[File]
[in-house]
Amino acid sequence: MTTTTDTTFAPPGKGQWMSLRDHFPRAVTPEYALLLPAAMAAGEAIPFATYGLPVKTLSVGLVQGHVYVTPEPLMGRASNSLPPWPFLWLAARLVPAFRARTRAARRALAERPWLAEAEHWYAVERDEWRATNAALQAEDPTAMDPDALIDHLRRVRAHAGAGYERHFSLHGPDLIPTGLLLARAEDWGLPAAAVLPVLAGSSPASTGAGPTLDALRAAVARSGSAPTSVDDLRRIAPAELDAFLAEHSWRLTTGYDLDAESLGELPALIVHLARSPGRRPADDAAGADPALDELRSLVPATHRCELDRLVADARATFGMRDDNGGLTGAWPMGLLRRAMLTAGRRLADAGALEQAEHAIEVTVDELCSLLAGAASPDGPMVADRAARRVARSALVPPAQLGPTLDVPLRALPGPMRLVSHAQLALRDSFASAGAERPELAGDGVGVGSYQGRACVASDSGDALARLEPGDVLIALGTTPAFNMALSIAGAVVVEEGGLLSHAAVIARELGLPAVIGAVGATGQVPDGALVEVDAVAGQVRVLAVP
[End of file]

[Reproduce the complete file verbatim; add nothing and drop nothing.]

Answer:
[in-house]
Amino acid sequence: MTTTTDTTFAPPGKGQWMSLRDHFPRAVTPEYALLLPAAMAAGEAIPFATYGLPVKTLSVGLVQGHVYVTPEPLMGRASNSLPPWPFLWLAARLVPAFRARTRAARRALAERPWLAEAEHWYAVERDEWRATNAALQAEDPTAMDPDALIDHLRRVRAHAGAGYERHFSLHGPDLIPTGLLLARAEDWGLPAAAVLPVLAGSSPASTGAGPTLDALRAAVARSGSAPTSVDDLRRIAPAELDAFLAEHSWRLTTGYDLDAESLGELPALIVHLARSPGRRPADDAAGADPALDELRSLVPATHRCELDRLVADARATFGMRDDNGGLTGAWPMGLLRRAMLTAGRRLADAGALEQAEHAIEVTVDELCSLLAGAASPDGPMVADRAARRVARSALVPPAQLGPTLDVPLRALPGPMRLVSHAQLALRDSFASAGAERPELAGDGVGVGSYQGRACVASDSGDALARLEPGDVLIALGTTPAFNMALSIAGAVVVEEGGLLSHAAVIARELGLPAVIGAVGATGQVPDGALVEVDAVAGQVRVLAVP